“Perceptions of Authenticity – Photo Journal of Up Helly Aa 2016”
Up Helly Aa is a traditional New Year festival in Shetland, the northernmost archipelago in the British Isles. Although Up Helly Aa is clearly inspired by Shetland’s strong viking heritage, the exact origins and history of the event are shrouded in mystery and rumour. There are many conflicting opinions about when and why Up Helly Aa was instigated, but it is certainly a central part of life in Shetland, perpetuated with pride and commitment. Participation and organisational roles bring together a geographically dispersed community to celebrate the return of the sun during the darkest and bleakest days of the year.
Up Helly Aa is very much a local event, but since the advent of digital media it has attracted global interest, with many tourists travelling to Lerwick every January to watch the torchlit procession and burning of the Galley. Despite this substantial reach – and its consequent boost for the local economy – there has been very little quantitative Academic research on the subject. While researching such an enigmatic event in a very close community presents obvious inherent challenges, we felt this was an unprecedented opportunity to create work with substantial implications for Scotland’s Heritage and Cultural Festivals sector, and to have fun at the same time.
The plan for this project was relatively straightforward – Niharika Puri (author), Olya Tyukova (photographer) and myself travelled to Shetland for a week. We took photographs to document the event, then Niharika conducted follow up interviews via Skype after we had returned to Edinburgh. We weren’t especially interested in photographing the torchlit procession through Lerwick, or burning the Galley “Lauren Grace”, as these components of the event have been extensively documented; our main priority was to capture preparations for the performances and the subsequent all night party at Clickimin Bowls Hall. This was made possible by Laurence Goudie and his family, who very kindly invited us to participate in aspects of the event that few visitors have the opportunity to experience. Interview transcripts were then analysed and selected photographs interpreted to form the basis of the paper. While Visual Interpretation is an unusual research methodology at Masters level it worked very successfully in this instance, and will hopefully contribute to a more constructive understanding of Up Helly Aa.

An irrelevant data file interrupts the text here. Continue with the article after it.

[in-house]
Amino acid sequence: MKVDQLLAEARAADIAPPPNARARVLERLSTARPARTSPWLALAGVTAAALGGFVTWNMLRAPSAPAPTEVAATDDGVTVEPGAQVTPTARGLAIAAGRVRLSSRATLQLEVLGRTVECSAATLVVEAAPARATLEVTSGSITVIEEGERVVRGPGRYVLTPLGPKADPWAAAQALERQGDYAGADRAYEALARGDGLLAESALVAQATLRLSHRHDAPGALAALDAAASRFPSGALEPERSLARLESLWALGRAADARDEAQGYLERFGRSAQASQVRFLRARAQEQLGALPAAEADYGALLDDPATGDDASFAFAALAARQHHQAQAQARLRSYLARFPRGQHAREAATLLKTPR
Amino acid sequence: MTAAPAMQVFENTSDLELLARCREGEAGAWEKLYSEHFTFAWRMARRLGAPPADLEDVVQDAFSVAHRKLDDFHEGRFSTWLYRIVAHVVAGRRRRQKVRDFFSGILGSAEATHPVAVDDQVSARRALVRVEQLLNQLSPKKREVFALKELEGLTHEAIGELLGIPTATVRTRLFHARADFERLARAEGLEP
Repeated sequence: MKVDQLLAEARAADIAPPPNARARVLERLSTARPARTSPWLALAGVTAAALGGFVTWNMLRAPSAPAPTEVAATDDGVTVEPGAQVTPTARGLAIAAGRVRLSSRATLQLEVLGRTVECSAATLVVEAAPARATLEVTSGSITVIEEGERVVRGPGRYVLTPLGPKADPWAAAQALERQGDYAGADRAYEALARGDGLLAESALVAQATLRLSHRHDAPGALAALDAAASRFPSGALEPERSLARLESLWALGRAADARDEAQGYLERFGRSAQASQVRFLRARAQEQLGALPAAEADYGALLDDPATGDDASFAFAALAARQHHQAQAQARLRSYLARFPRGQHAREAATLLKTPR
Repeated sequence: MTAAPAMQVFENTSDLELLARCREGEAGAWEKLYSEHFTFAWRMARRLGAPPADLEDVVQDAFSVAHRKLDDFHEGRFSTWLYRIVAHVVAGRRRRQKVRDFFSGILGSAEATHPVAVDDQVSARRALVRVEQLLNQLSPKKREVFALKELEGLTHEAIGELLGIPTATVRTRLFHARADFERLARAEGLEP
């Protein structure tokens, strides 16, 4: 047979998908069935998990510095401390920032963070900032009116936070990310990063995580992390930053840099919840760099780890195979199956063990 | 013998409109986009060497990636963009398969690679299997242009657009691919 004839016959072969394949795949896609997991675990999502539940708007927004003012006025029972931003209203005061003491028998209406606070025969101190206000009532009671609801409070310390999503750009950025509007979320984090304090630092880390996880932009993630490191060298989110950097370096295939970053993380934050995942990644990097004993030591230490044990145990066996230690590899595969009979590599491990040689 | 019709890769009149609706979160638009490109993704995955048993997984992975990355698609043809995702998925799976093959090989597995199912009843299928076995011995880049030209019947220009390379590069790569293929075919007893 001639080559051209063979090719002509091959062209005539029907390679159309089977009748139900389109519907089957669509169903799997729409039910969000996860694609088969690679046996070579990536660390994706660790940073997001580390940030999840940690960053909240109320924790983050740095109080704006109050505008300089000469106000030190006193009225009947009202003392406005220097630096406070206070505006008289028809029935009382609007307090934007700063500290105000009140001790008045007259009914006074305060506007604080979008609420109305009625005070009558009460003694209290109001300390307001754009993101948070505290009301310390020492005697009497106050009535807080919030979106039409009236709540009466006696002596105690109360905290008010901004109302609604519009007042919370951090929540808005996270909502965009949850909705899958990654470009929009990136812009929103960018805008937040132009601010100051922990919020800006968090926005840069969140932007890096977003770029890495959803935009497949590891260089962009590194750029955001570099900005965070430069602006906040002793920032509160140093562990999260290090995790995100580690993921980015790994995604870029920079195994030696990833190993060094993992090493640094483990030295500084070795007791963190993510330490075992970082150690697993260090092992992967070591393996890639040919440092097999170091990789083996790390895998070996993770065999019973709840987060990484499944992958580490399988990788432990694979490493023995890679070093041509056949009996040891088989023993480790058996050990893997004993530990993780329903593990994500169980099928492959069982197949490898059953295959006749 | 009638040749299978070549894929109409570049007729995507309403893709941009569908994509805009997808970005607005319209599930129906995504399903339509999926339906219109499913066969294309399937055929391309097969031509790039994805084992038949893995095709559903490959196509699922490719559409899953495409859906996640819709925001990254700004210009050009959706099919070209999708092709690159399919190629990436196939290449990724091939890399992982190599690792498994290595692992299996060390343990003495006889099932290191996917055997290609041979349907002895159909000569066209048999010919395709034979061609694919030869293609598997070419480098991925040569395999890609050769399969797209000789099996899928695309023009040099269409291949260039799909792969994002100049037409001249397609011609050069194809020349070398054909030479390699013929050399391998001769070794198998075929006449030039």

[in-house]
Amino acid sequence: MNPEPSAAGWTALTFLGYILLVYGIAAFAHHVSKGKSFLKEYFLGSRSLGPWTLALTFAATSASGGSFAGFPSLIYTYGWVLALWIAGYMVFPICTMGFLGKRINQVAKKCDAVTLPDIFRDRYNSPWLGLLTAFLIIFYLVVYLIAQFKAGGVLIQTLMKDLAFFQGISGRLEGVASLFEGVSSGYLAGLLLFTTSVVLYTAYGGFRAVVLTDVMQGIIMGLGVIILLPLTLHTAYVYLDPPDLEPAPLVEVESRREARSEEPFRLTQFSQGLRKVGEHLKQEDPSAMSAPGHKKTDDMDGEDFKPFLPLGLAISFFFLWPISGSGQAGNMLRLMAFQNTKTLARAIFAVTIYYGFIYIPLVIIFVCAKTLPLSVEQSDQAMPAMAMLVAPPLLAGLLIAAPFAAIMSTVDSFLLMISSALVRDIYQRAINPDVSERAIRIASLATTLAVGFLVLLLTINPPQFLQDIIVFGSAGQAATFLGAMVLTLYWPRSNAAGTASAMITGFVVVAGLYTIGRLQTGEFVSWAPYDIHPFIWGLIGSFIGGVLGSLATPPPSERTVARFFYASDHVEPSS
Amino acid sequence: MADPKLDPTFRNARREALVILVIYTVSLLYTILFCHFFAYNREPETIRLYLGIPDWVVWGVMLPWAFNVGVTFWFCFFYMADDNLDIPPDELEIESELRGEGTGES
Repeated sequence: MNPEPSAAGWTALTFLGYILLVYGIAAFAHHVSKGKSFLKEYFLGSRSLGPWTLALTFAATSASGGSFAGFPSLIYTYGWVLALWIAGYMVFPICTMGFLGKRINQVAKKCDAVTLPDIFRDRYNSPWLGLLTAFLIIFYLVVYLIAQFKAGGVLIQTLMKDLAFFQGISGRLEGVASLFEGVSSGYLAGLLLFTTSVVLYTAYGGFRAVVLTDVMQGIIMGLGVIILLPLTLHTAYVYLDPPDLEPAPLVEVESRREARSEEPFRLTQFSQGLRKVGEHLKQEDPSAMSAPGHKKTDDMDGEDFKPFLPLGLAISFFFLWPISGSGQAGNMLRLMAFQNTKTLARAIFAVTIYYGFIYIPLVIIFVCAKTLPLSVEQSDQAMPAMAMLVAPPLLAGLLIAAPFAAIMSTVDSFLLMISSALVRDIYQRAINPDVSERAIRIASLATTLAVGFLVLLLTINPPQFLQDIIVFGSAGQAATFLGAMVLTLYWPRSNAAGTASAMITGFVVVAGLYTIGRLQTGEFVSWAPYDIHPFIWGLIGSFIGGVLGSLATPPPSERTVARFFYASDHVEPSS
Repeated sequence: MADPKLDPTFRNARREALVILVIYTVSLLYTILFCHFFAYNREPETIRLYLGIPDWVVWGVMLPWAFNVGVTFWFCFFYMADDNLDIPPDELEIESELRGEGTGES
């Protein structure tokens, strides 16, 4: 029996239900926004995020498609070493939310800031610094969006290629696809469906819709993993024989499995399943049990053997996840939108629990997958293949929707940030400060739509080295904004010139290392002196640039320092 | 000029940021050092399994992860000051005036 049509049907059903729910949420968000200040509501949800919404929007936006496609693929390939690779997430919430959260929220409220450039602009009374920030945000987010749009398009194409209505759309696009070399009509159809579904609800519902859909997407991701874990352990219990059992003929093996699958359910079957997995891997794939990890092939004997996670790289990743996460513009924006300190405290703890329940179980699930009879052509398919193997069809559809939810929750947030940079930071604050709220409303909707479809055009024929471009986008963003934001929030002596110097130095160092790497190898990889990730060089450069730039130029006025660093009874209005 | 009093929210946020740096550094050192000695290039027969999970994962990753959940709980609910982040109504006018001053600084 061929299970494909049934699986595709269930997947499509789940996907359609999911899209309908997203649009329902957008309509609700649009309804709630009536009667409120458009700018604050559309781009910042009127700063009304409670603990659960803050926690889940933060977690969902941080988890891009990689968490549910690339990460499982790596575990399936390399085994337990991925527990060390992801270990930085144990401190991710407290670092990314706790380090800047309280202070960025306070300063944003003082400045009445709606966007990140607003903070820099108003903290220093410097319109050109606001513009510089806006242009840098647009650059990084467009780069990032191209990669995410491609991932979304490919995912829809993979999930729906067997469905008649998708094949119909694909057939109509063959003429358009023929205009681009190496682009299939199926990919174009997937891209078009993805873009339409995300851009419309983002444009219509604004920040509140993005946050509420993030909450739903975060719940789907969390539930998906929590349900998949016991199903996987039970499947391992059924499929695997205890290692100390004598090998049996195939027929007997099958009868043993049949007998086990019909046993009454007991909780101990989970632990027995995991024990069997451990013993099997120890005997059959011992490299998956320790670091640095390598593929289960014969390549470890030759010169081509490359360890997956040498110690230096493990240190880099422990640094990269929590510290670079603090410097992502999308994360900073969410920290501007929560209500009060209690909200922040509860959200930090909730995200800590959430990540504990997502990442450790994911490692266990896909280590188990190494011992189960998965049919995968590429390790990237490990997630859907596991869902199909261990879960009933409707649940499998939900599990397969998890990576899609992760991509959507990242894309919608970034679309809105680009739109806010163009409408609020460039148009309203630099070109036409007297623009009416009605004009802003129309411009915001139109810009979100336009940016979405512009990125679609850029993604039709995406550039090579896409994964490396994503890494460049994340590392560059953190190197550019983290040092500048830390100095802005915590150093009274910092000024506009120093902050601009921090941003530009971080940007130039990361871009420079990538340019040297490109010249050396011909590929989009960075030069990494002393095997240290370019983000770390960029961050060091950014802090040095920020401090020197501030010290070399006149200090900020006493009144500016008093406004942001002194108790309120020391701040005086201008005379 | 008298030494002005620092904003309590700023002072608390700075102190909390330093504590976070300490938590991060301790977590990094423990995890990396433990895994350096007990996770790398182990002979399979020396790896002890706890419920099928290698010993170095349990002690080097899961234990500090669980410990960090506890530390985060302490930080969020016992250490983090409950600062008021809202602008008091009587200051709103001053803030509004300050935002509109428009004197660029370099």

Personally I question whether Up Helly Aa can ever be fully understood by outsiders. There are obvious parallels with Beltane, an ancient tradition reinvented for modern times. There is a strong element of Norse mythology celebrating a unique heritage – while Shetland is technically part of the UK, it feels culturally and geographically closer to Scandinavia. Whatever the origins of the festival might be, it is certainly a central and fun part of community life. Like any ceremonial event in any culture, it’s important because people believe it is important. Authentic? Depends on your point of view. Worth a visit? Definitely.